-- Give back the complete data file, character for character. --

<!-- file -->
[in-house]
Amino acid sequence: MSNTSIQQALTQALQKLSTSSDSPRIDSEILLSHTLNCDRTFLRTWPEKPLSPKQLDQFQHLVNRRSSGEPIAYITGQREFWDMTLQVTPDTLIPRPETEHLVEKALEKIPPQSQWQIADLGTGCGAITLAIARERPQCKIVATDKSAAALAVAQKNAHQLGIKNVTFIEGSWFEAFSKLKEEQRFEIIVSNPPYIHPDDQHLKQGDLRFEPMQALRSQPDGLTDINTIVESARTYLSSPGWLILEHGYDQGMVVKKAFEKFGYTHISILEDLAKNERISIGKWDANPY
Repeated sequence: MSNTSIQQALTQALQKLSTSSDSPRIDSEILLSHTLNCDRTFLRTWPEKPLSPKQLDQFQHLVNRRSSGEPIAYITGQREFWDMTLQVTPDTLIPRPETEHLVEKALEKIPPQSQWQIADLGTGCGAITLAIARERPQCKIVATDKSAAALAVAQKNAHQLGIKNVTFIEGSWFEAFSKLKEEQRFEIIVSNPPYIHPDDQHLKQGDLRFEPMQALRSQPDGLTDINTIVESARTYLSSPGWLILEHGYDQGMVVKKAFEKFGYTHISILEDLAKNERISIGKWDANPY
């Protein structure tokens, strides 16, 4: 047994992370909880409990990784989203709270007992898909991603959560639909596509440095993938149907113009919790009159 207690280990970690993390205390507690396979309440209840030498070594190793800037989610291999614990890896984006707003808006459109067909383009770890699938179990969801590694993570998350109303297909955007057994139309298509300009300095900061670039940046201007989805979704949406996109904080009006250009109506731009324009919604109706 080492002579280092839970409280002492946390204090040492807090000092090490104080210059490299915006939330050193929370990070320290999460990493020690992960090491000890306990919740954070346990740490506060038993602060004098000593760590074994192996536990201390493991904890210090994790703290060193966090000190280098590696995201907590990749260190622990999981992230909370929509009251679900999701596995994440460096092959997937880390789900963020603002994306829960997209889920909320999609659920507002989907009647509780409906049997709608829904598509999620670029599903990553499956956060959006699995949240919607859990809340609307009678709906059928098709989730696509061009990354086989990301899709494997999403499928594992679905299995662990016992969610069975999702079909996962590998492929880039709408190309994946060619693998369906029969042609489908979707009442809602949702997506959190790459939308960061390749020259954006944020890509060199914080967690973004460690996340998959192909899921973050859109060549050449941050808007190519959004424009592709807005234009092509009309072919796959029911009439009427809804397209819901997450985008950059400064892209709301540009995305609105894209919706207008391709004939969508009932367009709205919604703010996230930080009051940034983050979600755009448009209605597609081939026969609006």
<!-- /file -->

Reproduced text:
[in-house]
Amino acid sequence: MSNTSIQQALTQALQKLSTSSDSPRIDSEILLSHTLNCDRTFLRTWPEKPLSPKQLDQFQHLVNRRSSGEPIAYITGQREFWDMTLQVTPDTLIPRPETEHLVEKALEKIPPQSQWQIADLGTGCGAITLAIARERPQCKIVATDKSAAALAVAQKNAHQLGIKNVTFIEGSWFEAFSKLKEEQRFEIIVSNPPYIHPDDQHLKQGDLRFEPMQALRSQPDGLTDINTIVESARTYLSSPGWLILEHGYDQGMVVKKAFEKFGYTHISILEDLAKNERISIGKWDANPY
Repeated sequence: MSNTSIQQALTQALQKLSTSSDSPRIDSEILLSHTLNCDRTFLRTWPEKPLSPKQLDQFQHLVNRRSSGEPIAYITGQREFWDMTLQVTPDTLIPRPETEHLVEKALEKIPPQSQWQIADLGTGCGAITLAIARERPQCKIVATDKSAAALAVAQKNAHQLGIKNVTFIEGSWFEAFSKLKEEQRFEIIVSNPPYIHPDDQHLKQGDLRFEPMQALRSQPDGLTDINTIVESARTYLSSPGWLILEHGYDQGMVVKKAFEKFGYTHISILEDLAKNERISIGKWDANPY
């Protein structure tokens, strides 16, 4: 047994992370909880409990990784989203709270007992898909991603959560639909596509440095993938149907113009919790009159 207690280990970690993390205390507690396979309440209840030498070594190793800037989610291999614990890896984006707003808006459109067909383009770890699938179990969801590694993570998350109303297909955007057994139309298509300009300095900061670039940046201007989805979704949406996109904080009006250009109506731009324009919604109706 080492002579280092839970409280002492946390204090040492807090000092090490104080210059490299915006939330050193929370990070320290999460990493020690992960090491000890306990919740954070346990740490506060038993602060004098000593760590074994192996536990201390493991904890210090994790703290060193966090000190280098590696995201907590990749260190622990999981992230909370929509009251679900999701596995994440460096092959997937880390789900963020603002994306829960997209889920909320999609659920507002989907009647509780409906049997709608829904598509999620670029599903990553499956956060959006699995949240919607859990809340609307009678709906059928098709989730696509061009990354086989990301899709494997999403499928594992679905299995662990016992969610069975999702079909996962590998492929880039709408190309994946060619693998369906029969042609489908979707009442809602949702997506959190790459939308960061390749020259954006944020890509060199914080967690973004460690996340998959192909899921973050859109060549050449941050808007190519959004424009592709807005234009092509009309072919796959029911009439009427809804397209819901997450985008950059400064892209709301540009995305609105894209919706207008391709004939969508009932367009709205919604703010996230930080009051940034983050979600755009448009209605597609081939026969609006």